• Define data retention and deletion policies.

IT and Training

  • Train privacy personnel and employees.
  • Audit and update data policies.
  • Employ a Data Protection Officer (if required).
  • Create and manage compliant vendor contracts.

Some Examples

Before the GDPR:

Let’s say you offer a whitepaper or free video to people online. Before the GDPR, your prospect provided their information, you gave them the freebie, and the consent was assumed because they accepted your gift.  Pretty easy, right?

After the GDPR:

You can no longer assume that their consent is given if they accept your gift. Now you must specifically obtain their consent. It must be given freely, specifically, and be unambiguous. Nor can you require them to give their consent to receive the gift.

Note: This new standard applies to all of your existing lists. Beginning May 25th, you can no longer send marketing emails to anyone who hasn’t given their precise consent for you to keep their personal information.  Plus, you cannot go back and ask them for their consent. You’ll need a stand-alone system to do this.

What Can We Do To Comply With These Strict Rules?

This is important. You must do this BEFORE May 25, 2018.


Step 1. Segment your email mailing lists into two parts.

  • Non-EU subscribers
  • EU-based subscribers and any unknowns

You want to continue to build goodwill with your Non-EU contacts so reach out to them as you would have before.  The EU-based and unknowns you’ll need to re-engage with. Here’s what we mean:

Step 2. Reengage EU-based and Unknowns.

  • Before emailing them, add additional value and content to your website.
  • Then send them a link to your website and request their specific consent to keep their personal information.
  • Set up a system to migrate those who give consent over to it.
  • On May 24, 2018, you must delete anyone in this group who hasn’t consented.

Remember, storing and deleting their information is considered processing. That’s why you must do this BEFORE May 25th.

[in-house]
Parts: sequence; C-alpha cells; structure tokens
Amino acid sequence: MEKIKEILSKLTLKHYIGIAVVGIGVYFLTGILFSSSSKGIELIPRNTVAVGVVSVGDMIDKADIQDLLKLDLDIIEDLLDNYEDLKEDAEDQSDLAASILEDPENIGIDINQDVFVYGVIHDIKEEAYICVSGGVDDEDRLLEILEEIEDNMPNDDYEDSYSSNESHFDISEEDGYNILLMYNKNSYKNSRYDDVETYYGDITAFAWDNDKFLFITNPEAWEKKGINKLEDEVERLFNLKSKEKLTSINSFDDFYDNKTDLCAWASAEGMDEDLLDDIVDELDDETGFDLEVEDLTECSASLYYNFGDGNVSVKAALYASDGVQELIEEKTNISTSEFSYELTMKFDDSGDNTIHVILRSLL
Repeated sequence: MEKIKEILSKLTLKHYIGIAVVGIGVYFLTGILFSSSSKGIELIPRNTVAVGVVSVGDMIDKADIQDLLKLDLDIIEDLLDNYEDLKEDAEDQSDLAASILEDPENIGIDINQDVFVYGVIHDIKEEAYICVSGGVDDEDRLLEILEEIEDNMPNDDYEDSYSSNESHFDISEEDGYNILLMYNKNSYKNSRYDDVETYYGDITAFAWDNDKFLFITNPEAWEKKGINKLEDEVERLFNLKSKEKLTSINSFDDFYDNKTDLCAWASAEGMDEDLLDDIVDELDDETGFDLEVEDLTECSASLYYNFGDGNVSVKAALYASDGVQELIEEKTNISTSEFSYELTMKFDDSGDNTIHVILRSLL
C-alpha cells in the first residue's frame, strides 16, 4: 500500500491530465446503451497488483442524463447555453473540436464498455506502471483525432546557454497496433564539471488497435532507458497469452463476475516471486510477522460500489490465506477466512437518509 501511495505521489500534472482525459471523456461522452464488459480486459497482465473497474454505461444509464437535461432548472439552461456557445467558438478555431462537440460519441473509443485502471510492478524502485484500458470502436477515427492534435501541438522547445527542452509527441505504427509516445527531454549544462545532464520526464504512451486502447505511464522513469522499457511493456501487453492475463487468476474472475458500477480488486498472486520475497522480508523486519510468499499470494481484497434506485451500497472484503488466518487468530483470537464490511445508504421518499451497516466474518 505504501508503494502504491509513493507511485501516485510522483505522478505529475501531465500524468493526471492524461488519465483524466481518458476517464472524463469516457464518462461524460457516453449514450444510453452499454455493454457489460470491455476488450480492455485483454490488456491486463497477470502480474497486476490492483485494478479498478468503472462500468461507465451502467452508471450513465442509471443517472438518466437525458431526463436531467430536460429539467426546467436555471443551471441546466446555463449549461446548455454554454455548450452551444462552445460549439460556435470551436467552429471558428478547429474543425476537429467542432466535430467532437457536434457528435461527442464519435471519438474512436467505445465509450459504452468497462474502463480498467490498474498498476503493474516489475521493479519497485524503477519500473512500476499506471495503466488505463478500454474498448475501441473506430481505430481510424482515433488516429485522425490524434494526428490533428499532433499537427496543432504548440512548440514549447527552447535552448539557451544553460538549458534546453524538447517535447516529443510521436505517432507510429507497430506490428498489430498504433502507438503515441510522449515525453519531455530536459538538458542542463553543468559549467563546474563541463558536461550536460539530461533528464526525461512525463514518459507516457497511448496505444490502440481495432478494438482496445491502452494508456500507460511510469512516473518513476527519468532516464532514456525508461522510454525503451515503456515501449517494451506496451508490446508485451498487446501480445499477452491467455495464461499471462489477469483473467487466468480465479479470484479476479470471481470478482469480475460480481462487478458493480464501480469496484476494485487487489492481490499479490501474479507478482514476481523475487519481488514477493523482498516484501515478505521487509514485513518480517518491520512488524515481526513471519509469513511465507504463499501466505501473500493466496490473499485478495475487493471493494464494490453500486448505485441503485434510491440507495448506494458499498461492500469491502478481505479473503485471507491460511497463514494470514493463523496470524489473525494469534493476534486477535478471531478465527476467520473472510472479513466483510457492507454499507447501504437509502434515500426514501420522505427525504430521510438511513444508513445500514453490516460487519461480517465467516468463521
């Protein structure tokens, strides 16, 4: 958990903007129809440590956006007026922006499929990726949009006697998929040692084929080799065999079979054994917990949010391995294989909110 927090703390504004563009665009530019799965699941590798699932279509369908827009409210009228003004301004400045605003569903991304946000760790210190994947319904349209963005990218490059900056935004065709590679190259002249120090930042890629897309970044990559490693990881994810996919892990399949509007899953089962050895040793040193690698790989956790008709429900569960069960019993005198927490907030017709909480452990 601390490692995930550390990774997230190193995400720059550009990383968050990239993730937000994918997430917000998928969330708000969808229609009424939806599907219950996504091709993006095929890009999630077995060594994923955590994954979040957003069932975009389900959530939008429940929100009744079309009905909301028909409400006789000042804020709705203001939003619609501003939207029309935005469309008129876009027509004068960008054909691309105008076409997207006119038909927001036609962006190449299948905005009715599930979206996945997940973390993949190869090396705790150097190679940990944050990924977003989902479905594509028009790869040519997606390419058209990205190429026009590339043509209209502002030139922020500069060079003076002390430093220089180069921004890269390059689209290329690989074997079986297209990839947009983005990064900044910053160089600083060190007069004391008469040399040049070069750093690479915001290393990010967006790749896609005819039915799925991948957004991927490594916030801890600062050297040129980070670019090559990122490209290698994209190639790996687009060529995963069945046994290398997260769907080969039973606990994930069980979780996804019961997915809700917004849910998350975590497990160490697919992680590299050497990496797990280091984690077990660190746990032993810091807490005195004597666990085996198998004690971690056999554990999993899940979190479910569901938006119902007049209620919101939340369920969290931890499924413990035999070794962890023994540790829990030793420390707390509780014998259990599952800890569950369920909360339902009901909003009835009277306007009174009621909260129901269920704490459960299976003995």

Breach Notification Requirements

The 2018 GDPR replaces the old Data Protection Directive of 1995. The most recent GDPR breach notification requirement was enacted in April 2016.  It set a higher compliance standard for data inventory, and a defined risk management process and mandatory notification to data protection authorities.

Breach notification is a huge endeavor and requires involvement from everyone inside an organization. In-house tech support and outsourced Technology Service Providers should have acquired a good understanding of the consequences a data breach causes and the data breach notification requirements for their organization.  They must be prepared in advance to respond to security incidents.

The Following Are Additional Steps You Should Take To Prepare Your Technology Before May 25th  

Your Technology Solutions Provider Can Help

  • Perform a through inventory of your personally identifiable information, where it’s stored–in onsite storage or in the Cloud. And determine in what geographical locations it’s housed. Don’t forget about your databases. PII is often stored in databases.
  • Perform a Gap Analysis. This is a process where you compare your organization’s IT performance to the expected requirements. It helps you understand if your technology and other resources are operating effectively. By doing this, your Technology Solution Provider (TSP) can then create an action plan to fill in the gaps. The right TSP will understand the GDPR regulations and how your IT must support your compliance efforts.
  • Develop an Action Plan. Your TSP should document a detailed action plan for how to use technology to meet the GDPR if you experience a data breach. This should include individuals’ roles and responsibilities. Conduct tabletop exercises to practice how the plan will work with specific timelines and milestones.
  • Ensure data privacy. If you don’t have a Technology Solution Provider, then you need one for this. Data protection is key for any-sized organization. Consumers have the right to have their data erased if they want. This is called “the right to be forgotten.”  This is a concept that was put into practice in the European Union in 2006, and it’s a part of the GDPR. You won’t be able to do this if their data is stolen.
  • Be sure to document and monitor everything that you do that’s related to GDPR Compliance. This includes any changes or upgrades that your TSP makes to your IT environment. You may need to demonstrate that you’ve done your due diligence when it comes to protecting citizens’ private information and that you practice “defense-in-depth” strategies where you use multiple layers of security controls when it comes to your technology.

Resources To Check Out For More Information

The European Commission’s website regarding the GDPR:


General Data Protection Regulation

Information from the service vendors you use:

  • Mail Chimp
  • Salesforce
  • Google
  • Microsoft

These and other services have GDPR-centric webpages with helpful information that impacts your relationship with them, how they handle processing, and how they can help you comply with the new regulations


Better Get Ready – The GDPR Goes Into Effect Today! Read More »